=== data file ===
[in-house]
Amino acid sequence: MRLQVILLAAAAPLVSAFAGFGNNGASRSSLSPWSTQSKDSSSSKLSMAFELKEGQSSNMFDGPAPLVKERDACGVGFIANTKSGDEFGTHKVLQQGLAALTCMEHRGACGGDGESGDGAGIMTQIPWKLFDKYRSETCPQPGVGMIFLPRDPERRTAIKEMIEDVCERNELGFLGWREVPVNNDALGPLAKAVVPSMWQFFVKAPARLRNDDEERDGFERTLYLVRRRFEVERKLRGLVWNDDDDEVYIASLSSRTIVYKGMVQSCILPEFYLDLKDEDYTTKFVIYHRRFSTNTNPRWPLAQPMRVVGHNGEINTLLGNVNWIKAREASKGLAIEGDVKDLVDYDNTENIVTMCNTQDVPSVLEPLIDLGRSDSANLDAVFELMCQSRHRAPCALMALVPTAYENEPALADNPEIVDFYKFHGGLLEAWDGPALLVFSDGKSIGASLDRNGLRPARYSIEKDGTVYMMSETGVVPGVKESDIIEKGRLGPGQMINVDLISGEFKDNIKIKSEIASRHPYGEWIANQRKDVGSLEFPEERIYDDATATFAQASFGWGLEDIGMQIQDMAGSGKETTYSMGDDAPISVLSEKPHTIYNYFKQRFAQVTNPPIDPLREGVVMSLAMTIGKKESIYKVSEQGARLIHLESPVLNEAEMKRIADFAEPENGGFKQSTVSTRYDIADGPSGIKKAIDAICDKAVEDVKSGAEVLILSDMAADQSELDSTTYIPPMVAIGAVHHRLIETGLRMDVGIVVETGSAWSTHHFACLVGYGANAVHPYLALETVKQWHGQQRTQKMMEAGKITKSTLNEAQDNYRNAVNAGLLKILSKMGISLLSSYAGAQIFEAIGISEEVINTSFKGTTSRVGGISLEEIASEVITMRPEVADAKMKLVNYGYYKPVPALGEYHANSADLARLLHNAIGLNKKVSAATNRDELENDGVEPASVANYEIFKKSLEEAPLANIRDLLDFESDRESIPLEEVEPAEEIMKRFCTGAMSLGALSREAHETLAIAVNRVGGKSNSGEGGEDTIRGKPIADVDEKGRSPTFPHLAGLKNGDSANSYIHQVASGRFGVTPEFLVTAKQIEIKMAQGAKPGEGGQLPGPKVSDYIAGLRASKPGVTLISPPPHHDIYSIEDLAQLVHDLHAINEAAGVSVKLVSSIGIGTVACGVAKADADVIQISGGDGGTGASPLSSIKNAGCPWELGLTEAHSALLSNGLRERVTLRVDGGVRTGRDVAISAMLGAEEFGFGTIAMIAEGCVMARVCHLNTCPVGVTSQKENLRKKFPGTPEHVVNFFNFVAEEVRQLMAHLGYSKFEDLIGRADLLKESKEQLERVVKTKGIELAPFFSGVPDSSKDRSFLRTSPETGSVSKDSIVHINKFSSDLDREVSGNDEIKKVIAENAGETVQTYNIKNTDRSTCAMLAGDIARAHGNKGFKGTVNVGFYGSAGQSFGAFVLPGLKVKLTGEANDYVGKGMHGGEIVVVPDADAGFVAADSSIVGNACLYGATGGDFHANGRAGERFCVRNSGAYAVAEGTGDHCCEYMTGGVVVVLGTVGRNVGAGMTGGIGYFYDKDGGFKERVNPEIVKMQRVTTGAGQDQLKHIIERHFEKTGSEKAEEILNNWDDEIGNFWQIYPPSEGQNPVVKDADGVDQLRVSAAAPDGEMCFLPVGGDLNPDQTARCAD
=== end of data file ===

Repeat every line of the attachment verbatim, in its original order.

[in-house]
Amino acid sequence: MRLQVILLAAAAPLVSAFAGFGNNGASRSSLSPWSTQSKDSSSSKLSMAFELKEGQSSNMFDGPAPLVKERDACGVGFIANTKSGDEFGTHKVLQQGLAALTCMEHRGACGGDGESGDGAGIMTQIPWKLFDKYRSETCPQPGVGMIFLPRDPERRTAIKEMIEDVCERNELGFLGWREVPVNNDALGPLAKAVVPSMWQFFVKAPARLRNDDEERDGFERTLYLVRRRFEVERKLRGLVWNDDDDEVYIASLSSRTIVYKGMVQSCILPEFYLDLKDEDYTTKFVIYHRRFSTNTNPRWPLAQPMRVVGHNGEINTLLGNVNWIKAREASKGLAIEGDVKDLVDYDNTENIVTMCNTQDVPSVLEPLIDLGRSDSANLDAVFELMCQSRHRAPCALMALVPTAYENEPALADNPEIVDFYKFHGGLLEAWDGPALLVFSDGKSIGASLDRNGLRPARYSIEKDGTVYMMSETGVVPGVKESDIIEKGRLGPGQMINVDLISGEFKDNIKIKSEIASRHPYGEWIANQRKDVGSLEFPEERIYDDATATFAQASFGWGLEDIGMQIQDMAGSGKETTYSMGDDAPISVLSEKPHTIYNYFKQRFAQVTNPPIDPLREGVVMSLAMTIGKKESIYKVSEQGARLIHLESPVLNEAEMKRIADFAEPENGGFKQSTVSTRYDIADGPSGIKKAIDAICDKAVEDVKSGAEVLILSDMAADQSELDSTTYIPPMVAIGAVHHRLIETGLRMDVGIVVETGSAWSTHHFACLVGYGANAVHPYLALETVKQWHGQQRTQKMMEAGKITKSTLNEAQDNYRNAVNAGLLKILSKMGISLLSSYAGAQIFEAIGISEEVINTSFKGTTSRVGGISLEEIASEVITMRPEVADAKMKLVNYGYYKPVPALGEYHANSADLARLLHNAIGLNKKVSAATNRDELENDGVEPASVANYEIFKKSLEEAPLANIRDLLDFESDRESIPLEEVEPAEEIMKRFCTGAMSLGALSREAHETLAIAVNRVGGKSNSGEGGEDTIRGKPIADVDEKGRSPTFPHLAGLKNGDSANSYIHQVASGRFGVTPEFLVTAKQIEIKMAQGAKPGEGGQLPGPKVSDYIAGLRASKPGVTLISPPPHHDIYSIEDLAQLVHDLHAINEAAGVSVKLVSSIGIGTVACGVAKADADVIQISGGDGGTGASPLSSIKNAGCPWELGLTEAHSALLSNGLRERVTLRVDGGVRTGRDVAISAMLGAEEFGFGTIAMIAEGCVMARVCHLNTCPVGVTSQKENLRKKFPGTPEHVVNFFNFVAEEVRQLMAHLGYSKFEDLIGRADLLKESKEQLERVVKTKGIELAPFFSGVPDSSKDRSFLRTSPETGSVSKDSIVHINKFSSDLDREVSGNDEIKKVIAENAGETVQTYNIKNTDRSTCAMLAGDIARAHGNKGFKGTVNVGFYGSAGQSFGAFVLPGLKVKLTGEANDYVGKGMHGGEIVVVPDADAGFVAADSSIVGNACLYGATGGDFHANGRAGERFCVRNSGAYAVAEGTGDHCCEYMTGGVVVVLGTVGRNVGAGMTGGIGYFYDKDGGFKERVNPEIVKMQRVTTGAGQDQLKHIIERHFEKTGSEKAEEILNNWDDEIGNFWQIYPPSEGQNPVVKDADGVDQLRVSAAAPDGEMCFLPVGGDLNPDQTARCAD